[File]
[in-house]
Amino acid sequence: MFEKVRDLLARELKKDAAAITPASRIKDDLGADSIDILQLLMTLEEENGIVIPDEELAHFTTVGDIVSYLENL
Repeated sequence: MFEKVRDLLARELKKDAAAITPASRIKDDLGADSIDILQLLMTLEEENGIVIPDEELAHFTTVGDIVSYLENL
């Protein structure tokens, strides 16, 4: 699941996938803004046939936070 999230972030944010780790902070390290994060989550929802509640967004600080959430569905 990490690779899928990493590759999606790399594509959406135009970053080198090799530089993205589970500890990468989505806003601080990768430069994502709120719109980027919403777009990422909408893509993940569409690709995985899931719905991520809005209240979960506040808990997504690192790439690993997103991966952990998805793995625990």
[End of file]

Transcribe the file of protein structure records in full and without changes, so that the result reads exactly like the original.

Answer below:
[in-house]
Amino acid sequence: MFEKVRDLLARELKKDAAAITPASRIKDDLGADSIDILQLLMTLEEENGIVIPDEELAHFTTVGDIVSYLENL
Repeated sequence: MFEKVRDLLARELKKDAAAITPASRIKDDLGADSIDILQLLMTLEEENGIVIPDEELAHFTTVGDIVSYLENL
């Protein structure tokens, strides 16, 4: 699941996938803004046939936070 999230972030944010780790902070390290994060989550929802509640967004600080959430569905 990490690779899928990493590759999606790399594509959406135009970053080198090799530089993205589970500890990468989505806003601080990768430069994502709120719109980027919403777009990422909408893509993940569409690709995985899931719905991520809005209240979960506040808990997504690192790439690993997103991966952990998805793995625990």